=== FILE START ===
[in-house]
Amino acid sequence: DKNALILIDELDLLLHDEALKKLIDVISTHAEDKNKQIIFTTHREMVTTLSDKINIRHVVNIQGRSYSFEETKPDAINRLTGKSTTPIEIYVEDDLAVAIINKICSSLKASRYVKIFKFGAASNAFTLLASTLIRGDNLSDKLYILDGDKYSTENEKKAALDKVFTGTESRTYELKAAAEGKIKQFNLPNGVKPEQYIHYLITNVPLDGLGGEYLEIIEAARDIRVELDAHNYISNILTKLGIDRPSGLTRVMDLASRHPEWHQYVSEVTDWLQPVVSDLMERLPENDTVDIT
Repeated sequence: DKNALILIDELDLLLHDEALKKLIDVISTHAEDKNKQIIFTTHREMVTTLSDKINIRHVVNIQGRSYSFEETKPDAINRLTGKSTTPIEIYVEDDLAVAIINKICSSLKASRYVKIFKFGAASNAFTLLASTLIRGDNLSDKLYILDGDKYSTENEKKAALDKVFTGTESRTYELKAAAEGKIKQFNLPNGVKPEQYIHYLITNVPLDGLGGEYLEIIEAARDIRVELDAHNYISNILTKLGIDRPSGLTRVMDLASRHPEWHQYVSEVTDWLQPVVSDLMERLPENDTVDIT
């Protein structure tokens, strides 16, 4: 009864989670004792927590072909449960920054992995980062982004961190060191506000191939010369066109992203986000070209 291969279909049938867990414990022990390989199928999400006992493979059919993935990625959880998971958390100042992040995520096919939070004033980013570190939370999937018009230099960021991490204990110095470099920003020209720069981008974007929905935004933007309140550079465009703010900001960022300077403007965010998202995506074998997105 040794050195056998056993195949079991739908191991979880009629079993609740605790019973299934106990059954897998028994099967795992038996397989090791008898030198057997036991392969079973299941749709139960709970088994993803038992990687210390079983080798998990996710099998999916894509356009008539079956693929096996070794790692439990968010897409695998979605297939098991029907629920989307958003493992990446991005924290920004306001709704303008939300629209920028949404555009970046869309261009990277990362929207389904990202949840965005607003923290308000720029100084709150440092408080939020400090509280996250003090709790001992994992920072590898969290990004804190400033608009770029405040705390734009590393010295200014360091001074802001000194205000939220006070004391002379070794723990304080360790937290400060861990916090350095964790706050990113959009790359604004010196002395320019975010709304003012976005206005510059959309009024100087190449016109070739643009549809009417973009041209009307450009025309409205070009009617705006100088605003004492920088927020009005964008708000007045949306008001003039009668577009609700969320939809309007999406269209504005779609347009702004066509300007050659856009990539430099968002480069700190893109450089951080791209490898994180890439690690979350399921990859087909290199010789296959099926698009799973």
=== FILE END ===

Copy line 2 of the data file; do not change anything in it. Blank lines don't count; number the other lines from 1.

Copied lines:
Amino acid sequence: DKNALILIDELDLLLHDEALKKLIDVISTHAEDKNKQIIFTTHREMVTTLSDKINIRHVVNIQGRSYSFEETKPDAINRLTGKSTTPIEIYVEDDLAVAIINKICSSLKASRYVKIFKFGAASNAFTLLASTLIRGDNLSDKLYILDGDKYSTENEKKAALDKVFTGTESRTYELKAAAEGKIKQFNLPNGVKPEQYIHYLITNVPLDGLGGEYLEIIEAARDIRVELDAHNYISNILTKLGIDRPSGLTRVMDLASRHPEWHQYVSEVTDWLQPVVSDLMERLPENDTVDIT